Polyandry, the insemination of females with sperm from multiple males, is a mechanism that generates significant genetic diversity in nature. Polyandry is taxonomically widespread in the animal kingdom, but is hard to explain because of the apparent costs involved, such as increased exposure to sexually transmitted diseases, higher risk of predation, and harm from males (Jennions and Petrie 2000; Crozier and Fjerdingstad 2001). These costs may be particularly high in social insects because it occurs during the riskiest period of a queen's life (the mating flight, where the queen leaves the nest to mate and is not protected by workers; Weber 1972; Fowler et al. 1986; Baer et al. 2006). The genetic diversity generated through polyandry, however, has been suggested to improve the disease resistance of colonies and therefore outweigh the costs involved (Hamilton 1987; Sherman et al. 1988; Brown and Schmid-Hempel 2003). Although genetically diverse populations may be vulnerable to a larger selection of parasite strains (Van Baalen and Beekman 2006), higher genetic diversity can also make host populations less susceptible to parasites by increasing the chances of rare genotypes that provide resistance alleles (Schmid-Hempel 1998; Boomsma et al. 2005). Evidence for this comes from social insects (bumblebees: Baer and Schmid-Hempel 1999; honey bees: Tarpy 2003; Seeley and Tarpy 2007; leaf-cutting ants:, Hughes and Boomsma 2004, 2006; Hughes et al. 2010; wood ants: Reber et al. 2008; Armitage et al. 2011), and from other animals, from water fleas to humans (Lloyd-Smith et al. 2005; Altermatt and Ebert 2008) and also from plants (e.g., Chung et al. 2012).
Here, we investigate host–parasite interactions between the honey bee Apis mellifera and its fungal brood parasites Ascosphaera apis and Aspergillus flavus (the causative agents of chalkbrood and stonebrood disease, respectively). The honey bee, A. mellifera, is particularly suitable for examining host genetic variation because reproductive females are highly polyandrous; colonies contain a single mother queen mated with 12 ± 8 (haploid) males (Tarpy et al. 2004). Their female (diploid) worker offspring thus consist of a number of full-sister lineages (patrilines) that differ only in their paternal genotype because they share the same rearing conditions, maternal cues and maternal genotype on average. Hence, they provide an ideal system to assess not only the underlying mechanisms behind the potential benefits of polyandry in terms of disease resistance but also genotypic interactions with the parasites that cause disease. We were particularly interested in the variation in the response of different host genotypes to their obligate parasite Asc. apis, which will have coevolved with honeybees, and therefore we examined the response to three different strains. For comparison, we also examined the host responses to a single strain of the ubiquitous fungus Asp. flavus that is an opportunistic parasite with a looser evolutionary history with the honey bee (Foley et al. 2012), which we predicted would be associated with weaker host genetic variation in resistance.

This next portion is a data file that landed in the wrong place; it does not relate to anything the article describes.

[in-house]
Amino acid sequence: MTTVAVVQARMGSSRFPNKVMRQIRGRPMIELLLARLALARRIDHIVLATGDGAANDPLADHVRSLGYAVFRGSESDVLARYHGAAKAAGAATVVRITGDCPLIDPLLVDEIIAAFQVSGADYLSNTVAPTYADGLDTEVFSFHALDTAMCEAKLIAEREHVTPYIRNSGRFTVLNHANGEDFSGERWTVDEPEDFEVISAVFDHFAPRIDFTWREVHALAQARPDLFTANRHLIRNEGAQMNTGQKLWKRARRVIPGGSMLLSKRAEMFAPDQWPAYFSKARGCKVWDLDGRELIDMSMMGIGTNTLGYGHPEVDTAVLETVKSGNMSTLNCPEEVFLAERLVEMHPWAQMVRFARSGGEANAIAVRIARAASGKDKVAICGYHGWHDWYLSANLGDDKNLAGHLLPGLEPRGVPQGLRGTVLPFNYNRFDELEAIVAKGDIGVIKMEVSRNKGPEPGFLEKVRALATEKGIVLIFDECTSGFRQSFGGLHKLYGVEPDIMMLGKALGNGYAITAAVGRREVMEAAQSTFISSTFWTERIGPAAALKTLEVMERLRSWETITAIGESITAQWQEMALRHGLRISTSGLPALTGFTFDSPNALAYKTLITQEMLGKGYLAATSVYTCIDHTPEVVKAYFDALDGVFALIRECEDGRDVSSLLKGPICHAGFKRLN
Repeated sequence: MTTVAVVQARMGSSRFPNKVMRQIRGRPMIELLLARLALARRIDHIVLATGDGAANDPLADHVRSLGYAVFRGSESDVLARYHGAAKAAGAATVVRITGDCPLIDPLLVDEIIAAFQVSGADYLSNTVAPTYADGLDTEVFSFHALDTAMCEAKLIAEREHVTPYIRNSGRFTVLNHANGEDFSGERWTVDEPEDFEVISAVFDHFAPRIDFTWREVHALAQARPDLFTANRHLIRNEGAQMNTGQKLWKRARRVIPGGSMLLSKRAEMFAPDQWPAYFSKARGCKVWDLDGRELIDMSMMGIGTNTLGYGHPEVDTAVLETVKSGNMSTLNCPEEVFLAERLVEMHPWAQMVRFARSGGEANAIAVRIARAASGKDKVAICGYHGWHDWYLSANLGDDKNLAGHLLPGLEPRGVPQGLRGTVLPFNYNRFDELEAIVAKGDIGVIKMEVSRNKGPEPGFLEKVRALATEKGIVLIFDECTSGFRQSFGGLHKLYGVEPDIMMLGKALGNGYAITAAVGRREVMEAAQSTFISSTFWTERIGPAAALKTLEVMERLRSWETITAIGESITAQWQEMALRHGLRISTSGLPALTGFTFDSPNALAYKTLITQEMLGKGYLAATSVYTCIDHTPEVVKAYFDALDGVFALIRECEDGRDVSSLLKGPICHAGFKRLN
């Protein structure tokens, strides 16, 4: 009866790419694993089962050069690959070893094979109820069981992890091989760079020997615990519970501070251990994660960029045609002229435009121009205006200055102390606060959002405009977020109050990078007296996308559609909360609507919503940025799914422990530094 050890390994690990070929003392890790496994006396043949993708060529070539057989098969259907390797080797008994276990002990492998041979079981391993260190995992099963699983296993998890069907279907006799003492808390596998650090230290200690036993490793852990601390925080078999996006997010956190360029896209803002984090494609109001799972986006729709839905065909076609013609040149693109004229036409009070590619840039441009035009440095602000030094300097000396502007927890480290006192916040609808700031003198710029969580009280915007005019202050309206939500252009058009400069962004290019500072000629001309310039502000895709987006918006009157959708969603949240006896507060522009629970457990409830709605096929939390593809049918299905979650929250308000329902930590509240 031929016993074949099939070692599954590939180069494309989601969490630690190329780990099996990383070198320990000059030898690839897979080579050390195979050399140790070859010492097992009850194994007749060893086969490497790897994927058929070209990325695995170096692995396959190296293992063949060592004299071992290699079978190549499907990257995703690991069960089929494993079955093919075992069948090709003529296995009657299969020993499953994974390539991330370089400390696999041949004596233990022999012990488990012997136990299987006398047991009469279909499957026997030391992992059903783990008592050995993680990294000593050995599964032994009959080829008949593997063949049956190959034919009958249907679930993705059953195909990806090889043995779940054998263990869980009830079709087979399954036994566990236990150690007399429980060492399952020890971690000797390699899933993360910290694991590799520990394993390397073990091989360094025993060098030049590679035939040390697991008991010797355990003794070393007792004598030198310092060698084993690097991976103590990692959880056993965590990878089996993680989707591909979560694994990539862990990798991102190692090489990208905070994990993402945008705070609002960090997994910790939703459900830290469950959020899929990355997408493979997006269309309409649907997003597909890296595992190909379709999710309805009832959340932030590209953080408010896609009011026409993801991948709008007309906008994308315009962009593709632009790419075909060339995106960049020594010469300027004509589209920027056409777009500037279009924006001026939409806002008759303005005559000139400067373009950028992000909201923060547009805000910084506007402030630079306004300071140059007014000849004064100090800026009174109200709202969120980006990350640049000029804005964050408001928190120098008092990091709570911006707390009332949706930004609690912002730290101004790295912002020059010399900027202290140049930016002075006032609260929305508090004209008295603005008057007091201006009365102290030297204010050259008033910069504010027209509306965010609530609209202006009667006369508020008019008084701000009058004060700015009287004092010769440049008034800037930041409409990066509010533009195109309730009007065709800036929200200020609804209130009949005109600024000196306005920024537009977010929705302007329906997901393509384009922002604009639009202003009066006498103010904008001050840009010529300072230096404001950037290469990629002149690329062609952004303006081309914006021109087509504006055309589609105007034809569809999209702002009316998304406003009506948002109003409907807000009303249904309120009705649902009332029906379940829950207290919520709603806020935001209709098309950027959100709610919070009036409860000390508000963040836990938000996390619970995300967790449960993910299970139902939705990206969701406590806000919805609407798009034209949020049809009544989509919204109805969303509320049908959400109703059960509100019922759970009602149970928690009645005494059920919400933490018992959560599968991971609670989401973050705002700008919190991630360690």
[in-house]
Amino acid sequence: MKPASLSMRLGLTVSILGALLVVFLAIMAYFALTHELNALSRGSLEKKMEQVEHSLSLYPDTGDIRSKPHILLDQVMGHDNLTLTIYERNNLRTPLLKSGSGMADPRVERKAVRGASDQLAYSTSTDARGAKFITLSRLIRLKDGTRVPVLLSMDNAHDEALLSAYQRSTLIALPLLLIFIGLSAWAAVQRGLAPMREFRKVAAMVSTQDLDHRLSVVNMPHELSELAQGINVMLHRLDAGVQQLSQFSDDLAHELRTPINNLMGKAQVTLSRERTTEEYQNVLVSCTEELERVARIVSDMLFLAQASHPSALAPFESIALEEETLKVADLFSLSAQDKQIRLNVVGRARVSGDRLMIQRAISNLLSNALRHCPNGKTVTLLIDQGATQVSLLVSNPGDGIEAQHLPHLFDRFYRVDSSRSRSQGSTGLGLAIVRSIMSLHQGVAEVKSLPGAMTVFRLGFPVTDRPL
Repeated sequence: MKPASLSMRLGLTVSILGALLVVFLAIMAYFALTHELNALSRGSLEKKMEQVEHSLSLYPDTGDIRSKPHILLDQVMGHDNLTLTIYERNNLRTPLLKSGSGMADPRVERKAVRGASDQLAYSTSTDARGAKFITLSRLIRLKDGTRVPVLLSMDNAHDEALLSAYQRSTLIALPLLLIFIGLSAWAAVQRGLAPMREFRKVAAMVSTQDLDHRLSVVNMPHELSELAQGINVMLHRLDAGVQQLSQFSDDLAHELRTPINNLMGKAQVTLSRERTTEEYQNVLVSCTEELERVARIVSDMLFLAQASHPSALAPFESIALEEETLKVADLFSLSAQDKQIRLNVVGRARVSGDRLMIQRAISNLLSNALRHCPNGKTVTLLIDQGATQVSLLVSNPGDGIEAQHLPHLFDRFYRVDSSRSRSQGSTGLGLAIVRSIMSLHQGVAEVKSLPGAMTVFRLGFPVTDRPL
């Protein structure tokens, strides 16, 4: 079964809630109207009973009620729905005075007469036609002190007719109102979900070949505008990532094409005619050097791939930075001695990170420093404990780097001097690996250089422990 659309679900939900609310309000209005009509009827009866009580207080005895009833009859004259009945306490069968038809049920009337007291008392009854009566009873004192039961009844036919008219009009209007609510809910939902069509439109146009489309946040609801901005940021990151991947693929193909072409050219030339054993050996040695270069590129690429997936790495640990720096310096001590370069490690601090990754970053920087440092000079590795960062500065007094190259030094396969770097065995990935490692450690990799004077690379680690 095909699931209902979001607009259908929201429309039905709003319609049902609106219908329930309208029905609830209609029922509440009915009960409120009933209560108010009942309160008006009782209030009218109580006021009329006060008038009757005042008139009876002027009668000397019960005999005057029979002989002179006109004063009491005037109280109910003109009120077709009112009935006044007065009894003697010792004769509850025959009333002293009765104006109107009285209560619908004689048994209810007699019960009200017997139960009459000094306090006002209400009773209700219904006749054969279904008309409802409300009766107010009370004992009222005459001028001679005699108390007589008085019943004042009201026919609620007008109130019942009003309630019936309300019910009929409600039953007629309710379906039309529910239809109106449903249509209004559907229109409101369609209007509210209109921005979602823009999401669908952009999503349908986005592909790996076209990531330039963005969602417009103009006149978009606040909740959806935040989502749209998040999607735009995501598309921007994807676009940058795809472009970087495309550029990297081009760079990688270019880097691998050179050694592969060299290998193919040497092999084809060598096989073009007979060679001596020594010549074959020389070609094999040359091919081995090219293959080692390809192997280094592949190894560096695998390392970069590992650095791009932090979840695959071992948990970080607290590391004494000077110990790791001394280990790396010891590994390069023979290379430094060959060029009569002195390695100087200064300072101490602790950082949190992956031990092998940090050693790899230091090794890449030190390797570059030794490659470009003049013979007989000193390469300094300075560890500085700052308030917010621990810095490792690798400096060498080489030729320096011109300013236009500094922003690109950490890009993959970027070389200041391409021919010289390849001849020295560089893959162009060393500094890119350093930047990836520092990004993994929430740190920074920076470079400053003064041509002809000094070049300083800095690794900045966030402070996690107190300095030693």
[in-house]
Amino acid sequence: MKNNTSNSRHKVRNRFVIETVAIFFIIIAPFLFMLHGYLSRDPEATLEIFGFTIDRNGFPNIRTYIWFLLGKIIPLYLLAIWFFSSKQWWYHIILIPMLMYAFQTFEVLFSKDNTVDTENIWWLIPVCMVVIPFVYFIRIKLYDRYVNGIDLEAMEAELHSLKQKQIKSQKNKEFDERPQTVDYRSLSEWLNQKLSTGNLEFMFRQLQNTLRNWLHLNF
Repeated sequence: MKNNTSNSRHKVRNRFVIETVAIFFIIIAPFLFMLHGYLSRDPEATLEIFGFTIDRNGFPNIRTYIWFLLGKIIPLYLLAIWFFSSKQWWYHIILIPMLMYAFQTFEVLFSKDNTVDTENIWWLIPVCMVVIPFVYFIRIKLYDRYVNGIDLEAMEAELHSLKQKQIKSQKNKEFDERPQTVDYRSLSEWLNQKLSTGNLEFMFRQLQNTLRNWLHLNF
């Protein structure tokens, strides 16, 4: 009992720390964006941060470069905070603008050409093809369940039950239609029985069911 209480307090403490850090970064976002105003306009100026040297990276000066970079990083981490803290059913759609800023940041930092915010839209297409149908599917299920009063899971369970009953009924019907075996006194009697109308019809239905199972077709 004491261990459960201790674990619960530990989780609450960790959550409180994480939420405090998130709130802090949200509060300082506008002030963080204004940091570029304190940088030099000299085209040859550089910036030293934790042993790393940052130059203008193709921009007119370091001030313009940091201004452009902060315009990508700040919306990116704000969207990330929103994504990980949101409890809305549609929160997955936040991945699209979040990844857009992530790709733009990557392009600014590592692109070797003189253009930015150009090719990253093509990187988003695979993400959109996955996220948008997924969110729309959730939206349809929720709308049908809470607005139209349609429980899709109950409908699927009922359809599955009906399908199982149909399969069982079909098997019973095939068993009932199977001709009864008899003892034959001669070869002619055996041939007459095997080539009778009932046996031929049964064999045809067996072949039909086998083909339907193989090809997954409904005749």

Materials and Methods
Collection and in vitro rearing of larvae
We collected larvae from four colonies of the European honey bee A. mellifera, each headed by unrelated, naturally mated queens (Colonies 4, 5, 8, and 44). Larvae were reared individually in 48-well tissue culture plates on a diet of 50% royal jelly, 6% d-glucose, 6% d-fructose and sterile deionized water, following a modified version of the procedures described by Aupinel et al. (2005) and Jensen et al. (2009). One to 2-day-old larvae were removed from the comb using a Swiss grafting tool (Swinty, Sønderborg, Denmark) and transferred onto a droplet of larval diet within a cell culture plate. The plates were then placed in sealed boxes containing a pool of 0.04% K2SO4 in order to establish high relative humidity and maintained at 34°C. Larvae were fed daily ad libitum until they began to defecate (after molting to the 5th instar); the wells were then cleaned with a cotton bud.
Treatment of larvae and observation of mortality